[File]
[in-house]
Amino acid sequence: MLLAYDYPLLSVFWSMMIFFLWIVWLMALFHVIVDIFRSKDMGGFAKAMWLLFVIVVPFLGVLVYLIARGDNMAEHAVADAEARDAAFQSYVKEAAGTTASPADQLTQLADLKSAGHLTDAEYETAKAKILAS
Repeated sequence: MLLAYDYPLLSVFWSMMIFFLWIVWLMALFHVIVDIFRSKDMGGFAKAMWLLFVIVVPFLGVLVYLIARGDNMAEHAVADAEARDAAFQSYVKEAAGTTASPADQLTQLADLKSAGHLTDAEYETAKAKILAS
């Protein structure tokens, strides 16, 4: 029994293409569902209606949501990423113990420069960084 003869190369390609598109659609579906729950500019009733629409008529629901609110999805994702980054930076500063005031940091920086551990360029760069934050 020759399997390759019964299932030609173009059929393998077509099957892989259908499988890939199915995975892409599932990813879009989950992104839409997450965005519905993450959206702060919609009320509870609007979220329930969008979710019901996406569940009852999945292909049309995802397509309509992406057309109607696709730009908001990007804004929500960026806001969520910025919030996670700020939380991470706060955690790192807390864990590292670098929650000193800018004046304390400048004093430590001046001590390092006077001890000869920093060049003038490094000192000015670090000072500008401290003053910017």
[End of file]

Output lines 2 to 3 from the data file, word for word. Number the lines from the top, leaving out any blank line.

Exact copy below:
Amino acid sequence: MLLAYDYPLLSVFWSMMIFFLWIVWLMALFHVIVDIFRSKDMGGFAKAMWLLFVIVVPFLGVLVYLIARGDNMAEHAVADAEARDAAFQSYVKEAAGTTASPADQLTQLADLKSAGHLTDAEYETAKAKILAS
Repeated sequence: MLLAYDYPLLSVFWSMMIFFLWIVWLMALFHVIVDIFRSKDMGGFAKAMWLLFVIVVPFLGVLVYLIARGDNMAEHAVADAEARDAAFQSYVKEAAGTTASPADQLTQLADLKSAGHLTDAEYETAKAKILAS